NOVEMBER 18 – DECEMBER 2, 2013
This past summer with the Gallatin Global Human Rights Fellowship, I studied drinking water as an international human right in the context of Cambodia, a post-genocide nation still rebuilding. Most of my time was spent in Siem Reap city (the base town for exploring the UNESCO Angkor Wat Complex) in Siem Reap province, one of the poorest provinces in Cambodia, with the NGO The Trailblazer Foundation. Cambodia’s government hampers many development initiatives or fosters illegal activity in the name of development, such as land grabbing, illegal commercial fishing, and the random assassination of opposition activists. One of the results of this activity is that it has kept most of Cambodia in poverty; however, as the country moves further away from the Civil War that ended in 1998, more people move from the rural villages to the capital city Phnom Penh. As media infiltrates and globalization continues in Cambodia, lifestyles are changing all over the country. The government might impede clean water access (thereby public health), but families can still access and purchase a DVD player. Although the only way to drill a well is by hand, purchasing duck eggs with friends is joyfully simple. Due to corruption, the rich and poor dichotomy is visible all over Cambodia. How has Cambodian economic and political life affected quotidian social life? I found Cambodia to be filled with people open to new ideas and ready for change.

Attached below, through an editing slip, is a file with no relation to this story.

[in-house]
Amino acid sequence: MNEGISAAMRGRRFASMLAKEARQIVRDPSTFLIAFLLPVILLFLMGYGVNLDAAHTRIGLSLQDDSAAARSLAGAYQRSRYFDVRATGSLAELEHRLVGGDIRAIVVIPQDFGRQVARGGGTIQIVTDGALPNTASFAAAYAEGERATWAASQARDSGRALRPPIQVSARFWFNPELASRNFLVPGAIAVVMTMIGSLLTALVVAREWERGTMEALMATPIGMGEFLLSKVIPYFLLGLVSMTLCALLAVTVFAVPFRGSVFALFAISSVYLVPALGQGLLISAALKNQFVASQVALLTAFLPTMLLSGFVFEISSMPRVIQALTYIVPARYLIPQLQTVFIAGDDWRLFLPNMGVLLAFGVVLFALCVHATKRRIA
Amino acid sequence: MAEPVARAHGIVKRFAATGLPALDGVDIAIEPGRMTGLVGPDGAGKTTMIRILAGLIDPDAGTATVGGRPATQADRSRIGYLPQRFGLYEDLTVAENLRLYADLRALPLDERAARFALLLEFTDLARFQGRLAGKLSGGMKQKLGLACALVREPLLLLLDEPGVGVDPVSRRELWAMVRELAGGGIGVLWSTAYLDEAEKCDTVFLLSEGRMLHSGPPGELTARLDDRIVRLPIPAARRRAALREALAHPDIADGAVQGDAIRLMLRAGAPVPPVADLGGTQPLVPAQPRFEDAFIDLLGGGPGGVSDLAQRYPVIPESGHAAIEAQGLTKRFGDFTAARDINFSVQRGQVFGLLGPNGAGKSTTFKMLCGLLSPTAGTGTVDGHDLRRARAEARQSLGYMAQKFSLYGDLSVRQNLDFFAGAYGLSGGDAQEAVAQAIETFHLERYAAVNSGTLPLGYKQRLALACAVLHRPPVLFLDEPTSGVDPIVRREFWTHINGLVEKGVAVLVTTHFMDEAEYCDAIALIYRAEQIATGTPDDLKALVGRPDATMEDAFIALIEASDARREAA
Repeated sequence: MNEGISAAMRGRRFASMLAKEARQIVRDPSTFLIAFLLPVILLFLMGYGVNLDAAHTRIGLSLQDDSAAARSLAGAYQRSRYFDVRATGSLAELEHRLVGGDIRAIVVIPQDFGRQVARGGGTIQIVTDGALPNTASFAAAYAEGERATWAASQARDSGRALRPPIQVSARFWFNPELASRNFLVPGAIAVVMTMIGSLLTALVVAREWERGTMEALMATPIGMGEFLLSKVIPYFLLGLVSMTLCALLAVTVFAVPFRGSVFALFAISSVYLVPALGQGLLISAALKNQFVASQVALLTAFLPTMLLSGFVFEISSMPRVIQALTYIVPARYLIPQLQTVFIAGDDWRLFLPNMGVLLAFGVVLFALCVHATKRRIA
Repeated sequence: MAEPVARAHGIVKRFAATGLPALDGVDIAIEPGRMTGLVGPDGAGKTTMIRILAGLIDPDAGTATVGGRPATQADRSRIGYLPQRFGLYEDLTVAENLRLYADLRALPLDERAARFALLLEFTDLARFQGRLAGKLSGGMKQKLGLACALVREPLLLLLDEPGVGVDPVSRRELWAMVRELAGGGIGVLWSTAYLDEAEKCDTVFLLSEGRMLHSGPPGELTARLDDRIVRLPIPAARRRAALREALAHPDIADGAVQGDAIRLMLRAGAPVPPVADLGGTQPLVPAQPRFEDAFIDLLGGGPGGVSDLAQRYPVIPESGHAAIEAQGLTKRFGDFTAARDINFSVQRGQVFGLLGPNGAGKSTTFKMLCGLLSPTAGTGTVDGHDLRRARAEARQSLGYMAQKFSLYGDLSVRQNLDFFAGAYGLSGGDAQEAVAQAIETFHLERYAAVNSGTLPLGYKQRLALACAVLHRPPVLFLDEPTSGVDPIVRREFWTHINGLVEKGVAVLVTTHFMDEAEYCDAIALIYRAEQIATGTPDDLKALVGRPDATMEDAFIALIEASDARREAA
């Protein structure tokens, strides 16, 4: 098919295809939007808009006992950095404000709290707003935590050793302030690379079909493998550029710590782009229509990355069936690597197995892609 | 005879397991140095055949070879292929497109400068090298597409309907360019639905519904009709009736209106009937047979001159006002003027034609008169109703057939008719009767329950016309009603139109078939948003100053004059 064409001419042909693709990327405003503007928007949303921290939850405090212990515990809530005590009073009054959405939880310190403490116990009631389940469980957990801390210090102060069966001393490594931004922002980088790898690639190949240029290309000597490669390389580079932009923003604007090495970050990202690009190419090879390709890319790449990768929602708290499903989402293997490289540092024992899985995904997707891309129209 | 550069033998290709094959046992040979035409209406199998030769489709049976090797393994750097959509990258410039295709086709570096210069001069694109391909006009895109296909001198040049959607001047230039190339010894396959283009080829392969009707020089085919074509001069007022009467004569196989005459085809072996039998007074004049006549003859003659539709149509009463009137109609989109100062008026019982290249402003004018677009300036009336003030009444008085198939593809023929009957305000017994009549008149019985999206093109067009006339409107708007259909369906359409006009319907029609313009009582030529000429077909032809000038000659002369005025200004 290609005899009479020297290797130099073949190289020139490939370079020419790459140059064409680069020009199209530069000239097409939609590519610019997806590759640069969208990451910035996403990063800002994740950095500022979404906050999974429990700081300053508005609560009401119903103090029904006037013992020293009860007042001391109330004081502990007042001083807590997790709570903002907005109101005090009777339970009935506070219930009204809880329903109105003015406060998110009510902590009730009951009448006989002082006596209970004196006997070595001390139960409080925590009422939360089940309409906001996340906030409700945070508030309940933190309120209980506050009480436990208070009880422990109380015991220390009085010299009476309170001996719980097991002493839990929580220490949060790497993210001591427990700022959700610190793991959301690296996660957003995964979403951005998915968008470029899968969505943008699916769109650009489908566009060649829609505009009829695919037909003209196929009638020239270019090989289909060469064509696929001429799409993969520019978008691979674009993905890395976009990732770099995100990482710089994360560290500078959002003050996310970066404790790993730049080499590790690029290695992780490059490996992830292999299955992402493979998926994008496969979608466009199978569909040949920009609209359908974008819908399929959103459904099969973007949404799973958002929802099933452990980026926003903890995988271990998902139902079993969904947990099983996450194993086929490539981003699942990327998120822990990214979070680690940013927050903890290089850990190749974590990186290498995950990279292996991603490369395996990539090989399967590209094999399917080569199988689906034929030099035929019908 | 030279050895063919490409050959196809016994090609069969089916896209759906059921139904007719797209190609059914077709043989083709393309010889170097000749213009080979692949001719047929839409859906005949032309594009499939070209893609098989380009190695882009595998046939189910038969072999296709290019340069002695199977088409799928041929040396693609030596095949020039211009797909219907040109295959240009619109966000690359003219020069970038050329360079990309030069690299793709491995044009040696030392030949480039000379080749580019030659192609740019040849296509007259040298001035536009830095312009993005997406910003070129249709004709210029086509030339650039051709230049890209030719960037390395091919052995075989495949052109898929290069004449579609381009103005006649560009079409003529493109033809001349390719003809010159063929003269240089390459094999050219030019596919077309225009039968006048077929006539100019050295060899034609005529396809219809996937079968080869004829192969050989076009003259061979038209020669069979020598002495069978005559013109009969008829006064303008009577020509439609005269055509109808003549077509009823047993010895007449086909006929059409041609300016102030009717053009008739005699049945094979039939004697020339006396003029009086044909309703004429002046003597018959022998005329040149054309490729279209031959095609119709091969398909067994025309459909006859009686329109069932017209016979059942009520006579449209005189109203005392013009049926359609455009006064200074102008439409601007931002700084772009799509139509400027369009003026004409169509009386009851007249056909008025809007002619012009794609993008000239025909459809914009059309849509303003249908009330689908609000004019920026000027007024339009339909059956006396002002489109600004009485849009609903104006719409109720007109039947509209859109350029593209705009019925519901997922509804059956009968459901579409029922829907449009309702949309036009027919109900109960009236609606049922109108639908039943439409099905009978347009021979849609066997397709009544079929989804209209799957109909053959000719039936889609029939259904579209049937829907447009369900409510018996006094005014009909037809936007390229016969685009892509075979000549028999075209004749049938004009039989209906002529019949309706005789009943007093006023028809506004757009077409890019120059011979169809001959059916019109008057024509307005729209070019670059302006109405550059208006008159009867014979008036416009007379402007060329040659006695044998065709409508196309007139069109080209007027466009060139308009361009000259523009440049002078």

– Carolyn Balk